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I'm not saying that hip-hop needs gay rappers or anything, but they need to stop being so close-minded because that will just cause the genre to fail. Look at pop. Pop doesn't discriminate against people. Look at Lady Gaga, y'know what I mean?
I think hip-hop is really fun right now... and that's why people are using dance beats and singing more.
My goal the whole time has been for people to see me as a stand-alone artist. I came out with Young Money, the biggest hip-hop label in the world at the time. And then it was, 'How do I branch away from Lil Wayne?'
There's not a lot of pretty, young female artists that's out. It's a lot of talent out there, but they don't know how to go about it. I feel like there should be way more sexier women in hip-hop and R&B then it is - more originality.
I loved hip-hop. The first stuff I heard was Public Enemy, and I couldn't believe it. It was amazing, and I've always loved hip-hop.
Every time I want to impress someone about samples and hip-hop, I play 'Portrait of Tracy.' It's one of the greatest bass players ever doing a whole composition with only the two harmonics of electric bass; then a three-second loop in it became every great R&B song in five-year intervals.
I don't dislike rappers or hip-hop or people who like it. I went to the Def Jam tour in Manchester in the '80s when rap was inspirational. Public Enemy were awesome. But it's all about status and bling now, and it doesn't say anything to me.
With Pantera, we lived through so many trend-of-the-day situations - when grunge was huge, we were still a heavy metal band; when hip-hop started getting incorporated into metal, we stuck to our guns and remained a heavy metal band very purposefully.
I made my name and reputation DJing in hip-hop clubs in New York. 'Celebrity DJ' is a term that I hated. To me a celebrity DJ is someone that's on 'Big Brother' or in some kind of B-movie who gets a gig to DJ even though they're not talented enough to do it.
Hip-hop is a beautiful thing. I think that the music genre itself has created more millionaires than any other music genre before it, especially in our community.
Right now I'm taking a break from hip-hop documentaries. But I would do it if things lined up.
Wherever I go, I bring the culture with me, so that they can understand that it's attainable. I didn't do it any other way than through hip-hop.
Hip-hop is supposed to help you elevate, or go higher.
One of the things people don't really recognise about the similarities between country and hip-hop is that they're celebrations of pride in a lifestyle.
DJs play a big responsibility of what hip-hop is doing... At the end of the day, it's up to us to control and to own hip-hop. DJs need to challenge us rappers. They got so much power, they need to challenge us.
I can't control what people think. I'm not trying to manipulate people's thoughts or sentiments. I write all the time. You have to experience life, make observations, and ask questions. It's machine-like how things are run now in hip-hop, and my ambitions are different.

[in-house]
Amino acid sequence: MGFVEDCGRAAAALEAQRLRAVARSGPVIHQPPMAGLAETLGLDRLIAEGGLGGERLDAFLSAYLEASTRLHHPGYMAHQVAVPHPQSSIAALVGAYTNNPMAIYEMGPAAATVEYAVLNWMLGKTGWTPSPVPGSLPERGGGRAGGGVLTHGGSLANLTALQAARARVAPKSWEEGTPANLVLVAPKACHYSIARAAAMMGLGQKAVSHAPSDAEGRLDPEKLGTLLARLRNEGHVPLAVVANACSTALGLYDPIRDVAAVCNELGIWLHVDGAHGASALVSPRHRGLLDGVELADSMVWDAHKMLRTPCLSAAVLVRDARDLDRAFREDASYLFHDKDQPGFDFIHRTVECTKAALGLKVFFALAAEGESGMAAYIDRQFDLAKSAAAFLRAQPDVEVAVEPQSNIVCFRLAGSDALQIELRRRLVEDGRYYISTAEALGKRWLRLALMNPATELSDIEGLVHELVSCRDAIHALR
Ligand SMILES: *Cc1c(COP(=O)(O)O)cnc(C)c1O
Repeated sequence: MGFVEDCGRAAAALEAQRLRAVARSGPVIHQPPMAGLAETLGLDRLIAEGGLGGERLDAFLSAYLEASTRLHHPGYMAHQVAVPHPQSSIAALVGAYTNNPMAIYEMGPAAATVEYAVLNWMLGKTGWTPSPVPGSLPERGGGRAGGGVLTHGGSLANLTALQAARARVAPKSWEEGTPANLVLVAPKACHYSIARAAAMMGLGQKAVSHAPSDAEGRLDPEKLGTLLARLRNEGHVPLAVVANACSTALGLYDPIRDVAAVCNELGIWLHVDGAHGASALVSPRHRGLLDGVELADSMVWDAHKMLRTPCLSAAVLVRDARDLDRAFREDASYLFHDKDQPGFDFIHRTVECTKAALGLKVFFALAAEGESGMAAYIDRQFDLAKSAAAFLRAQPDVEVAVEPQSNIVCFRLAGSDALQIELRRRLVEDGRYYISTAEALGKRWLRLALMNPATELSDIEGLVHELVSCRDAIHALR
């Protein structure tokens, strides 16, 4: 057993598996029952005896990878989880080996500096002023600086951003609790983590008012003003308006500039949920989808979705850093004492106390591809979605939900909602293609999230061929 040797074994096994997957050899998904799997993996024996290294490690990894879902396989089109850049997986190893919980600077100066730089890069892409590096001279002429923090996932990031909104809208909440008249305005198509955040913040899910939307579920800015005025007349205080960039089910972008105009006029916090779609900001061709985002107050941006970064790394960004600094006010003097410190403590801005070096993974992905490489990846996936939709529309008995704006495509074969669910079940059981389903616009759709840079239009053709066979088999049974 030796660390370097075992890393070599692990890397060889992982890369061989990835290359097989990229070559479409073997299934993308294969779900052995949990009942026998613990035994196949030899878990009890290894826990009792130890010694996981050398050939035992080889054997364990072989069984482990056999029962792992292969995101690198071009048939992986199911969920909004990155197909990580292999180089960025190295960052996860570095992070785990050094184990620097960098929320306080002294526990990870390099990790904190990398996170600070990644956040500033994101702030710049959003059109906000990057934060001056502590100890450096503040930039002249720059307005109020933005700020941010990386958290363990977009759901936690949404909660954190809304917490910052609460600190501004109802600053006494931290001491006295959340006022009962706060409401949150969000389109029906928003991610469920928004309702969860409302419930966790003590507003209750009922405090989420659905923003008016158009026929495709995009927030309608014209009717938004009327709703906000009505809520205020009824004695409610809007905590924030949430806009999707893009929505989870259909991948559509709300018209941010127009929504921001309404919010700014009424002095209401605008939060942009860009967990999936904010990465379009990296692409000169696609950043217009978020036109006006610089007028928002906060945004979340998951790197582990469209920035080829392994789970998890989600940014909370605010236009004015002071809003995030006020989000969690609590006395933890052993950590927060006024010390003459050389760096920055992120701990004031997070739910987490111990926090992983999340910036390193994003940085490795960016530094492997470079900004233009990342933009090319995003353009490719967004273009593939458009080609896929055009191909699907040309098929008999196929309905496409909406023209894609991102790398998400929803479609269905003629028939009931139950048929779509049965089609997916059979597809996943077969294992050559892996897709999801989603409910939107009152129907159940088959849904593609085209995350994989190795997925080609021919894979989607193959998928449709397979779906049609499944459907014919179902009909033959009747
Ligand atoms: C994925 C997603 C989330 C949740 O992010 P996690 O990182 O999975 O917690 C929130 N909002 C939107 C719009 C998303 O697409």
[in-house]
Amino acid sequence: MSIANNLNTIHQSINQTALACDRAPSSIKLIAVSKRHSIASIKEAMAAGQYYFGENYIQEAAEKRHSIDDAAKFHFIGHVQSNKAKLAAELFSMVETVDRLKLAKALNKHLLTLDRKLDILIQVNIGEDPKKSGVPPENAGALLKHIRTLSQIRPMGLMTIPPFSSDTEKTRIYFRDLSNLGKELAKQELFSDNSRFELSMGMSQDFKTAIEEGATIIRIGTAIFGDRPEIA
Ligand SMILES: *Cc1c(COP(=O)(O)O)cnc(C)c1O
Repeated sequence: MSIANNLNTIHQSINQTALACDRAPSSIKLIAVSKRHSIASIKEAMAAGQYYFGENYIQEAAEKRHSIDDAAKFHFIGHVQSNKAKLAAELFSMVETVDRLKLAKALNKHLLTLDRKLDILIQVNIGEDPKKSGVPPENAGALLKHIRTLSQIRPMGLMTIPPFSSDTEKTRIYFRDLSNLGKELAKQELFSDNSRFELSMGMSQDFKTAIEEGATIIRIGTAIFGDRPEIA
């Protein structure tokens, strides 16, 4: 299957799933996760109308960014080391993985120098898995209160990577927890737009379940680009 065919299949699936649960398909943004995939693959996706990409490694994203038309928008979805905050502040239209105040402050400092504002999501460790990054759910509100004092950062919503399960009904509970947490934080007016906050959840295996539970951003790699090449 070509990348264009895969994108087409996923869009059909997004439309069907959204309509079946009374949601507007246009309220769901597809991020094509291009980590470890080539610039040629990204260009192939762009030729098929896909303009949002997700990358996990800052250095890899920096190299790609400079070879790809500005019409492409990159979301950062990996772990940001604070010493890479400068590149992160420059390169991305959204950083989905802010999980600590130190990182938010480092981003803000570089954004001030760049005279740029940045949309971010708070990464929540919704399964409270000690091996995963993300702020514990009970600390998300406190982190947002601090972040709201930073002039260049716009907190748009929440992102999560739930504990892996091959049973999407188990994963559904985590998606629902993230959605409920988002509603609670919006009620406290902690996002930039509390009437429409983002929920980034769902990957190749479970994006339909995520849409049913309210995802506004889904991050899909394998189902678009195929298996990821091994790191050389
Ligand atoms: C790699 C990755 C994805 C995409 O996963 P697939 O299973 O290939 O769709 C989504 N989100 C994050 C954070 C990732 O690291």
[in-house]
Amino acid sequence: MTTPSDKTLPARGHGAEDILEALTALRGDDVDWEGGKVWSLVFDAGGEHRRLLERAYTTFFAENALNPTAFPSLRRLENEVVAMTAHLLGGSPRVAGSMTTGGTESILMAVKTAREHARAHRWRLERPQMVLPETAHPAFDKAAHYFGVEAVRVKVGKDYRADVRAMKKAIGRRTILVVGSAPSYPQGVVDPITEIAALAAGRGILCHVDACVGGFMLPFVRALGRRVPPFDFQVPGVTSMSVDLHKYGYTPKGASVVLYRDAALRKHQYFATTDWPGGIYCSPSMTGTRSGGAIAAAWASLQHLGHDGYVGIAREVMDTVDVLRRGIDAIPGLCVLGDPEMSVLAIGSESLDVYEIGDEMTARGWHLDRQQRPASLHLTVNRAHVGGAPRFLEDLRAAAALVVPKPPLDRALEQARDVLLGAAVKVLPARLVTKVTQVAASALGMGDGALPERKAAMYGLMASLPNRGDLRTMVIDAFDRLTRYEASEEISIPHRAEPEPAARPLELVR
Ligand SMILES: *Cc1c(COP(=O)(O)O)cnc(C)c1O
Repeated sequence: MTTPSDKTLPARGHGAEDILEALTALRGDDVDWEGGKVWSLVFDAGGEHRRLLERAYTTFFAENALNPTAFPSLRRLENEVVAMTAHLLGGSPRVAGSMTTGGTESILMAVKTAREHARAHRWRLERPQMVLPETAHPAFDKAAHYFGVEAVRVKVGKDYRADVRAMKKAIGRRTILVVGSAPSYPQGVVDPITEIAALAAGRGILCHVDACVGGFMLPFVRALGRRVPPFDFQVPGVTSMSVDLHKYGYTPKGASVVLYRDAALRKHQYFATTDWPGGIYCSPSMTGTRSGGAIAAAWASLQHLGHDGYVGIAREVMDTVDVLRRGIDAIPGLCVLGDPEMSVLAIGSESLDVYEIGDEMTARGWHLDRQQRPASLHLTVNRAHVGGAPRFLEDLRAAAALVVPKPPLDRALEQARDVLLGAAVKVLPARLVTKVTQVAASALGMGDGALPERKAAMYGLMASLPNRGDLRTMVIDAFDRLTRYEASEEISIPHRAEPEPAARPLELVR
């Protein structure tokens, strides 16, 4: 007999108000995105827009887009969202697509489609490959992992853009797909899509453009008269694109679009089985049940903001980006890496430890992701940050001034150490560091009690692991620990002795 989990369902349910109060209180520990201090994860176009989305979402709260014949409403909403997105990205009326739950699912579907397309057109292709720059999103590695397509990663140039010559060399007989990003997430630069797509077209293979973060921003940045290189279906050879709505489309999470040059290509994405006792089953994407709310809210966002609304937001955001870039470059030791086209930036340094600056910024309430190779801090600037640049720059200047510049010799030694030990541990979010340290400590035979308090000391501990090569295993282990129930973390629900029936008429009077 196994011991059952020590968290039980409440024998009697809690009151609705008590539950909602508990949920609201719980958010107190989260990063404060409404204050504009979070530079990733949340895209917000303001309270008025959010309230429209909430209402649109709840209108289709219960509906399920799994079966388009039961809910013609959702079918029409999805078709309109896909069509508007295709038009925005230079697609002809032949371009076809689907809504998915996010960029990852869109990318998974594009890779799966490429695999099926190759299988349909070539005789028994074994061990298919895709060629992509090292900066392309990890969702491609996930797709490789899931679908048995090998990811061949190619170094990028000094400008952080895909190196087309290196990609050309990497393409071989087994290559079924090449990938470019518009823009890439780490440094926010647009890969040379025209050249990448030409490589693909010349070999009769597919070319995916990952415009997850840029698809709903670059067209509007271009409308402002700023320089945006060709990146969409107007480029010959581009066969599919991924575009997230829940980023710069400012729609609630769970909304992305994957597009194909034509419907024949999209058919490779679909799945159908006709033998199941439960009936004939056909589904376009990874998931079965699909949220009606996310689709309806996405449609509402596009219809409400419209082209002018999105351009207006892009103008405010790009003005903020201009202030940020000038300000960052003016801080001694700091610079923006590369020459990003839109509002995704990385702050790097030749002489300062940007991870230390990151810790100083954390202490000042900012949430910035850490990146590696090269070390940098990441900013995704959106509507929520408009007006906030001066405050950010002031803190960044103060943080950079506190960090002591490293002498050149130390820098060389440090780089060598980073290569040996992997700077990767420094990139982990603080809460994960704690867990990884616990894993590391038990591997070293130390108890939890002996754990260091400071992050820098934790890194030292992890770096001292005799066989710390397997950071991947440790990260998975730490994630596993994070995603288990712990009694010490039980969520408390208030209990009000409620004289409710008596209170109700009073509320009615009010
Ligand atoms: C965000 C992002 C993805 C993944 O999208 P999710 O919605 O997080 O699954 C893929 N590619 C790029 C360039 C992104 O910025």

The beautiful thing about hip-hop is it's like an audio collage. You can take any form of music and do it in a hip-hop way and it'll be a hip-hop song. That's the only music you can do that with.
What's more condescending and corny than someone telling you how much more money they have than you and telling you basically, 'I don't care about poor people,' which is a large part of what you hear of corporate hip-hop on the radio.
The thing about hip-hop today is it's smart, it's insightful. The way they can communicate a complex message in a very short space is remarkable.
Well, hip-hop is what makes the world go around.
I wouldn't want to hear Beethoven without beautiful bass, the cellos, the tuba. It's very important. Hip-hop has thunderous bass. And so does Beethoven. If you don't have the bass, it's like being amputated. It's like you have no legs.
Whether looking at pop music, hip-hop or R&B, it's rare to find an artist who hasn't been touched or affected by the power and soul of gospel music. In fact, many of today's popular artists such as Whitney Houston, John Legend, and Katy Perry started their careers in the church choir.
My background is not typical hip-hop. I didn't grow up in the projects. I grew up in a single family home in a middle-class suburb. That doesn't mean I didn't experience hardship, but to me it's not about that, it's about the future and where we are trying to take it.
I want kids of this generation to see that everything is cool, that there's some kind of unity in hip-hop. We all found something that's really important to us, and music is all we've really got.
Hip-hop is ever changing but you'll always have the pack. And you'll always have those people who are separated from the pack.
A. P. J. Abdul Kalam
John F. Kennedy
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